An investigation into the scope, role, and function of student development and support within the context of higher education in South Africa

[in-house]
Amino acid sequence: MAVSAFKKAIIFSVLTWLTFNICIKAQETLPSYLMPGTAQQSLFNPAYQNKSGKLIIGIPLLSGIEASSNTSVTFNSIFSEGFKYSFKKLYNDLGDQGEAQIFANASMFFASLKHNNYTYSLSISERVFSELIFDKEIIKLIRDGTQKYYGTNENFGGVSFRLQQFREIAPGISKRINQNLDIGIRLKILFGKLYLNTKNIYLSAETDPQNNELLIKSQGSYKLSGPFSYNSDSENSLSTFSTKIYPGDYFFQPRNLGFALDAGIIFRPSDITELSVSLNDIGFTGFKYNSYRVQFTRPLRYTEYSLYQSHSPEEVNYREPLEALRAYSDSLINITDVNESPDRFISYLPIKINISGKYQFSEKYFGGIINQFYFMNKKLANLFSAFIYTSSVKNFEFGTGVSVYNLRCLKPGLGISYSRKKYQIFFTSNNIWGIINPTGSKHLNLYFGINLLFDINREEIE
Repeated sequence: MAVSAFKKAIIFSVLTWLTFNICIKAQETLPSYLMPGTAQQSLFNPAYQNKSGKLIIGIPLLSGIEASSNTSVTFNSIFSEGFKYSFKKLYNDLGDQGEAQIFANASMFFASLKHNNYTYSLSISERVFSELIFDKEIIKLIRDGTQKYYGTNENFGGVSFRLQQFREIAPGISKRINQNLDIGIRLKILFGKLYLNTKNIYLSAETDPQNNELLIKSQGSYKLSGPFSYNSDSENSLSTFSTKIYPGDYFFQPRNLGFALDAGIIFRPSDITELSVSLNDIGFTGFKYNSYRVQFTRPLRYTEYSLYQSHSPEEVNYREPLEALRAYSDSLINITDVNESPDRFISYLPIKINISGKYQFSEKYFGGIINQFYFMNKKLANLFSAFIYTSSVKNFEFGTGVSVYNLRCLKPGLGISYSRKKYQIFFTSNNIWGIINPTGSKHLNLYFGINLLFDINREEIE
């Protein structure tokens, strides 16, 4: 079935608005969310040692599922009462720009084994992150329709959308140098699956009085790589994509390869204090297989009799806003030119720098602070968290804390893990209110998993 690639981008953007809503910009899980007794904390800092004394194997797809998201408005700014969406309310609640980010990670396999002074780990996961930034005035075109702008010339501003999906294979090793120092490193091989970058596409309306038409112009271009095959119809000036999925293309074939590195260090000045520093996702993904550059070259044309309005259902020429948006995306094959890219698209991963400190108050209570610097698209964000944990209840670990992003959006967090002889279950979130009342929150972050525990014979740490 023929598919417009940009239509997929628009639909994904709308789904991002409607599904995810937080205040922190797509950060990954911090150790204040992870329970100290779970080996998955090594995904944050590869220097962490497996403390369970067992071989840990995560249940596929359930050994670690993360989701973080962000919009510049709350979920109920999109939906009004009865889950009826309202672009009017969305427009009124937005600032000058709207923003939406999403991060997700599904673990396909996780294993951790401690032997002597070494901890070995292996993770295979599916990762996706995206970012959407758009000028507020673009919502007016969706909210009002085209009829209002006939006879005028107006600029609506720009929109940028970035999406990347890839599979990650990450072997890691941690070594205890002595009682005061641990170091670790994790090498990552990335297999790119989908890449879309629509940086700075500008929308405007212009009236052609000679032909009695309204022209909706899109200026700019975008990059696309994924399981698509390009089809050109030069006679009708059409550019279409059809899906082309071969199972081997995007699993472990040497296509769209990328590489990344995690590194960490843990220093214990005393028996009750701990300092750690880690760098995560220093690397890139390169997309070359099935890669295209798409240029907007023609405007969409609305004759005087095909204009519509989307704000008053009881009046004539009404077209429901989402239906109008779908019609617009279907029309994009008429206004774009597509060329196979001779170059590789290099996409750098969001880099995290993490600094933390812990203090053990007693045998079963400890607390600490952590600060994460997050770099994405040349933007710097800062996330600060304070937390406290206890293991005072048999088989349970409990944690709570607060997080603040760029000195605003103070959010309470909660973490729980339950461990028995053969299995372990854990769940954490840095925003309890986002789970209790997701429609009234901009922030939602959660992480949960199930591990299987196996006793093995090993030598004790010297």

This study is an investigation into the scope, role, and function of student development and support (SDS) within higher education in South Africa. The underpinnings and frameworks of SDS were explored during the research, as well as its integration into the institution and into organisational structures, the relationship between SDS and the policies of the Department of Higher Education and Training, and the influences from the national and international context of SDS. Policies emerging from the Department of Higher Education and Training heralded dramatic changes after the first democratically elected government in South Africa. The changes were amplified by the shifts in the international context of global explosion of knowledge production and neo-liberal influences on higher education in general and SDS in particular. The higher education system in South Africa has changed from an elite system to broad “massification”, which addresses issues of equity, access, participation and relevant skills development at medium and high level (DoE, 1997, p. 4). Changes have not only been in terms of governance and institutional mergers but also in terms of notions and discourses in education, teaching and learning, student development, and student support. The higher education system has become open, responsive, and relevant, and knowledge is understood to be relative and context-bound, co-created within the relationship to a heterogeneous group of students who have a range of capabilities and challenge traditional notions of inclusivity and diversity. The findings are extensive and liberal use of quotations from the participants substantiates the emerging themes. The key themes that emerged are clustered under the headings of: scope, role and function; theoretical framework; professionalisation; paradigms and alignments; SDS integration into the organisational structure; SDS in relation to the Department of Higher Education and Training; and SDS within the national and international context of globalisation. The discussion synthesises the findings and reveals that SDS is facing many challenges which require attention. Some challenges concern the lack of clarity around scope, role, and function, as well as issues around the lack of theoretical grounding and the paucity in local theory development. Challenges also surfaced regarding the integration of SDS into the academic life of the institution. Similar concerns appeared around the exclusion of SDS from governance issues. Tensions emerged from discussions on the need for a guiding framework for SDS, while preserving autonomy and acknowledging the heterogeneous character of institutions. The findings also suggest that non-elective operational standards and some kind of monitoring and evaluation systems for SDS are required. Despite these challenges, it appears that SDS is perceived as a key contributor to the shared goal of student success and that an expressed commitment to and alignment with national and institutional goals exists. This utilisation-oriented study, it is hoped, will make significant contributions to the understanding of the scope, role and function of student development and support within higher education. It may help illuminate the challenges and provide suggestions to enable more articulated contributions to the shared goals of higher education in South Africa. Recommendations include the development of an epistemic community which can generate contextual and constructivist paradigms for SDS in South Africa. This research study reveals the pressing need for a normative framework for SDS and identifies areas which need to be given serious consideration when developing such a framework.